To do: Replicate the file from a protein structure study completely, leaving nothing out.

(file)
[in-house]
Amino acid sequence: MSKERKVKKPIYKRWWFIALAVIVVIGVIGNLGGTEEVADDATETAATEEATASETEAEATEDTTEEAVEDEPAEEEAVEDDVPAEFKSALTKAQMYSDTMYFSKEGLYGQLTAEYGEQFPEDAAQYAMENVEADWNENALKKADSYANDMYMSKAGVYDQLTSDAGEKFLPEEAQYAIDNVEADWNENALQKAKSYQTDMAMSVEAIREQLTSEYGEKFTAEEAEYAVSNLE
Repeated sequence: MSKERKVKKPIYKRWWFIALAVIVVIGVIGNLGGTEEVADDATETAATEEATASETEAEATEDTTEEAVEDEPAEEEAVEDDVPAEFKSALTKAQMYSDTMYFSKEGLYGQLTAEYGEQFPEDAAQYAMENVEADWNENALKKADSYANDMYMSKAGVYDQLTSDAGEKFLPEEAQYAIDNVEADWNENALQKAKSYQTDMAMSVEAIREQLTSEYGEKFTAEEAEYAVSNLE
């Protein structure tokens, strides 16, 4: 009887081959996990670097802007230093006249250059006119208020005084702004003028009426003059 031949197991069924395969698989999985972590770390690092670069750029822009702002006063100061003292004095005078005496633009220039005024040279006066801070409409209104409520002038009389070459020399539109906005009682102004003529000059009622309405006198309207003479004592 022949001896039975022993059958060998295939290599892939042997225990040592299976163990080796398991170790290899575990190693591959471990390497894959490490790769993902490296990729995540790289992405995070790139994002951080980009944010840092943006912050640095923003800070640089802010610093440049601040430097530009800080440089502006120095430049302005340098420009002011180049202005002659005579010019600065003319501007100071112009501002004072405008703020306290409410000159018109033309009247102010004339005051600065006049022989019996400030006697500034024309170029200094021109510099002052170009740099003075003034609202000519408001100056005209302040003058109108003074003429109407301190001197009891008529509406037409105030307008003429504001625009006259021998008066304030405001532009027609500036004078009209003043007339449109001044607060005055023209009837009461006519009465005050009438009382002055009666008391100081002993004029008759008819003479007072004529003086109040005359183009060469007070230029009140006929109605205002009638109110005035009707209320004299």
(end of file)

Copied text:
[in-house]
Amino acid sequence: MSKERKVKKPIYKRWWFIALAVIVVIGVIGNLGGTEEVADDATETAATEEATASETEAEATEDTTEEAVEDEPAEEEAVEDDVPAEFKSALTKAQMYSDTMYFSKEGLYGQLTAEYGEQFPEDAAQYAMENVEADWNENALKKADSYANDMYMSKAGVYDQLTSDAGEKFLPEEAQYAIDNVEADWNENALQKAKSYQTDMAMSVEAIREQLTSEYGEKFTAEEAEYAVSNLE
Repeated sequence: MSKERKVKKPIYKRWWFIALAVIVVIGVIGNLGGTEEVADDATETAATEEATASETEAEATEDTTEEAVEDEPAEEEAVEDDVPAEFKSALTKAQMYSDTMYFSKEGLYGQLTAEYGEQFPEDAAQYAMENVEADWNENALKKADSYANDMYMSKAGVYDQLTSDAGEKFLPEEAQYAIDNVEADWNENALQKAKSYQTDMAMSVEAIREQLTSEYGEKFTAEEAEYAVSNLE
């Protein structure tokens, strides 16, 4: 009887081959996990670097802007230093006249250059006119208020005084702004003028009426003059 031949197991069924395969698989999985972590770390690092670069750029822009702002006063100061003292004095005078005496633009220039005024040279006066801070409409209104409520002038009389070459020399539109906005009682102004003529000059009622309405006198309207003479004592 022949001896039975022993059958060998295939290599892939042997225990040592299976163990080796398991170790290899575990190693591959471990390497894959490490790769993902490296990729995540790289992405995070790139994002951080980009944010840092943006912050640095923003800070640089802010610093440049601040430097530009800080440089502006120095430049302005340098420009002011180049202005002659005579010019600065003319501007100071112009501002004072405008703020306290409410000159018109033309009247102010004339005051600065006049022989019996400030006697500034024309170029200094021109510099002052170009740099003075003034609202000519408001100056005209302040003058109108003074003429109407301190001197009891008529509406037409105030307008003429504001625009006259021998008066304030405001532009027609500036004078009209003043007339449109001044607060005055023209009837009461006519009465005050009438009382002055009666008391100081002993004029008759008819003479007072004529003086109040005359183009060469007070230029009140006929109605205002009638109110005035009707209320004299």